you note that we could just print more money to pay our debts ("no country that controls its own money will default on debt denominated in that currency").  That, of course, implicates inflation risk, which would seem to be the charybdis to credit risk's scylla, so to speak.  It would make sense that the ratings agencies would take both of those risks into account when it rates sovereign debt.  If they do, then the ability to inflate debt away doesn't mitigate the problem, it just shifts onto inflation risk and away from credit risk.

    •  I forgot to add the question...... (2+ / 0-)
      Recommended by:
      VClib, Tennessee Dave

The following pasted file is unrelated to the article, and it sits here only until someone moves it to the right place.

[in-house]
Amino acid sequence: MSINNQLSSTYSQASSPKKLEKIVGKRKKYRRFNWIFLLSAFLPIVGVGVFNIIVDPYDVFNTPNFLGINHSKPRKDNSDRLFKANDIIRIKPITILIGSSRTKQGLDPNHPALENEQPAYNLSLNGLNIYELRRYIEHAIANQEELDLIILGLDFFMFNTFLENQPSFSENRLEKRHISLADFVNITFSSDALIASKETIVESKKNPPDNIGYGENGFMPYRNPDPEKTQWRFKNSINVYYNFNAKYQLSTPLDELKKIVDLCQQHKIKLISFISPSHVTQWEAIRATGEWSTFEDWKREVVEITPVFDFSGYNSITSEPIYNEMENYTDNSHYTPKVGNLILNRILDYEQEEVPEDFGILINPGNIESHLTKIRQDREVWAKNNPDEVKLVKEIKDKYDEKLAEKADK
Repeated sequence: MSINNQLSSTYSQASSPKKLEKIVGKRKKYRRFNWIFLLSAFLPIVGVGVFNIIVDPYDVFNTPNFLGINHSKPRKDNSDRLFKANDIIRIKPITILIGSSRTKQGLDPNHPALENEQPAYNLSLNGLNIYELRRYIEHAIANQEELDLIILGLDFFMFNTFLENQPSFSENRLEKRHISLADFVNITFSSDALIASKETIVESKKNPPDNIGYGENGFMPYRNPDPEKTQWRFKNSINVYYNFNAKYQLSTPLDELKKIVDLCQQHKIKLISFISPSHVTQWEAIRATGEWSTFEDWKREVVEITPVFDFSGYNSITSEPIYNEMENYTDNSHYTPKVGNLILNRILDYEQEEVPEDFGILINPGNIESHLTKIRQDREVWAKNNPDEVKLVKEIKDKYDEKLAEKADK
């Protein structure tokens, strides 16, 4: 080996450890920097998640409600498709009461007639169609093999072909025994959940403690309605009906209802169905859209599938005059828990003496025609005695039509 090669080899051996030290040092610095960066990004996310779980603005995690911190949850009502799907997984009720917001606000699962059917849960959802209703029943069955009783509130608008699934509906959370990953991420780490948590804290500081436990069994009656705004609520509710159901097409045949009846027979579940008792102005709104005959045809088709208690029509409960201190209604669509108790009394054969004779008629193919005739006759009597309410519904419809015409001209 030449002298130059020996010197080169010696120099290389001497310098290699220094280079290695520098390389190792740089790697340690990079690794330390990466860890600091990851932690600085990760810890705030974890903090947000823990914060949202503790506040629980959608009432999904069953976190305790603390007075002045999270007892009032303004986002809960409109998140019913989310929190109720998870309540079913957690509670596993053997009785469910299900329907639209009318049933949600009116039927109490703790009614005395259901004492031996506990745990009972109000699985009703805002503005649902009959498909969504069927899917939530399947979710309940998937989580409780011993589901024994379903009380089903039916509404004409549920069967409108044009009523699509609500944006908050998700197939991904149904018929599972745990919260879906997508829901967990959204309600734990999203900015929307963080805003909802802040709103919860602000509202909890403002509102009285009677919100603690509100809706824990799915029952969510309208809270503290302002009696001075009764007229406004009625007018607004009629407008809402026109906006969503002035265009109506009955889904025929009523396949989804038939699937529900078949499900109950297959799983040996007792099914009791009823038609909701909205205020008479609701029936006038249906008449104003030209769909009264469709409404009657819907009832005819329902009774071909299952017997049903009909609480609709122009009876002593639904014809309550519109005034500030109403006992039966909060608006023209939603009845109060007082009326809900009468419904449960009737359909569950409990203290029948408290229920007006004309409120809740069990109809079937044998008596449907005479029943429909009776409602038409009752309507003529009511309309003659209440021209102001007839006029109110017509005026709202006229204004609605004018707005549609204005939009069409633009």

Do the ratings agencies take inflation risk into account when they rate sovereign debt?

      •  It looks like they do. (2+ / 0-)
        Recommended by:
        VClib, Tennessee Dave

        Some googling tells us they do, in fact, factor in inflation risk.

        •  They shouldn't... (3+ / 0-)

          ...because it means that their ratings have no comparability value between sovereign debt and non-sovereign debt.  They do not figure inflation risk into non-sovereign debt ratings.

          (Foreign exchange risk is another matter, they should always be paying attention to that.  That means that differing inflation rates between different countries would matter, but not domestic inflation rates.)

          Read pp. 1-7 of Krugman's _The Great Unraveling_ (available from Google Books). NOW.

          by neroden on Sat Aug 06, 2011 at 11:48:47 AM PDT

          [ Parent ]

      •  Its only relevant when there is ... (3+ / 0-)
        Recommended by: